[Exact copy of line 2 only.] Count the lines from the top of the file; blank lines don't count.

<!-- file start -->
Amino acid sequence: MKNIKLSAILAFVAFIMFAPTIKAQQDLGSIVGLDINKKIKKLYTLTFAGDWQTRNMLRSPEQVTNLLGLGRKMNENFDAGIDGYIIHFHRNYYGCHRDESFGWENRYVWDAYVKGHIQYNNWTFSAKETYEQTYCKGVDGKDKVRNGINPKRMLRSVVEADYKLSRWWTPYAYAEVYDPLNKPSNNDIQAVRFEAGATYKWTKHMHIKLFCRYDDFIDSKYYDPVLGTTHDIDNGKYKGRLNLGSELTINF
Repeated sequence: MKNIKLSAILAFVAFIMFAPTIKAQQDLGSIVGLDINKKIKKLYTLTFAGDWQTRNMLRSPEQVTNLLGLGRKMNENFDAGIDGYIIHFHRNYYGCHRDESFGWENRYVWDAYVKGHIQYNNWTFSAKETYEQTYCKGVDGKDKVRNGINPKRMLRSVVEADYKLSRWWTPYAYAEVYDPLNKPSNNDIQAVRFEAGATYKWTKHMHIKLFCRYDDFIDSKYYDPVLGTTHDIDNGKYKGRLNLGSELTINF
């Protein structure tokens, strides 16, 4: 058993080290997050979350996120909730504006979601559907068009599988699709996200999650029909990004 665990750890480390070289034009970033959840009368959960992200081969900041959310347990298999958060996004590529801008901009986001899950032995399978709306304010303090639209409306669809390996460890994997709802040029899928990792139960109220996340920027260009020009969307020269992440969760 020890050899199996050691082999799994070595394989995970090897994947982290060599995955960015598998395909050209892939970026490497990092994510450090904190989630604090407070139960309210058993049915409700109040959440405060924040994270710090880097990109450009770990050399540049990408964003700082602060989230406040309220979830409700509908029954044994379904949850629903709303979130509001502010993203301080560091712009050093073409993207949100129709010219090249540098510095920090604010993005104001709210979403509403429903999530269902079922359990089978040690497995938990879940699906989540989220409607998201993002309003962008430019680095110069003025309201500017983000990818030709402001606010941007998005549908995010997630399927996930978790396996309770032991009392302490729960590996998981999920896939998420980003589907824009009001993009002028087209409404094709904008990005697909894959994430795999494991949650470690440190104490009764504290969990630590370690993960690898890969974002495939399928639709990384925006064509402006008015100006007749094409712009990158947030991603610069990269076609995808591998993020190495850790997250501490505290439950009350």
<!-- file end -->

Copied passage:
Repeated sequence: MKNIKLSAILAFVAFIMFAPTIKAQQDLGSIVGLDINKKIKKLYTLTFAGDWQTRNMLRSPEQVTNLLGLGRKMNENFDAGIDGYIIHFHRNYYGCHRDESFGWENRYVWDAYVKGHIQYNNWTFSAKETYEQTYCKGVDGKDKVRNGINPKRMLRSVVEADYKLSRWWTPYAYAEVYDPLNKPSNNDIQAVRFEAGATYKWTKHMHIKLFCRYDDFIDSKYYDPVLGTTHDIDNGKYKGRLNLGSELTINF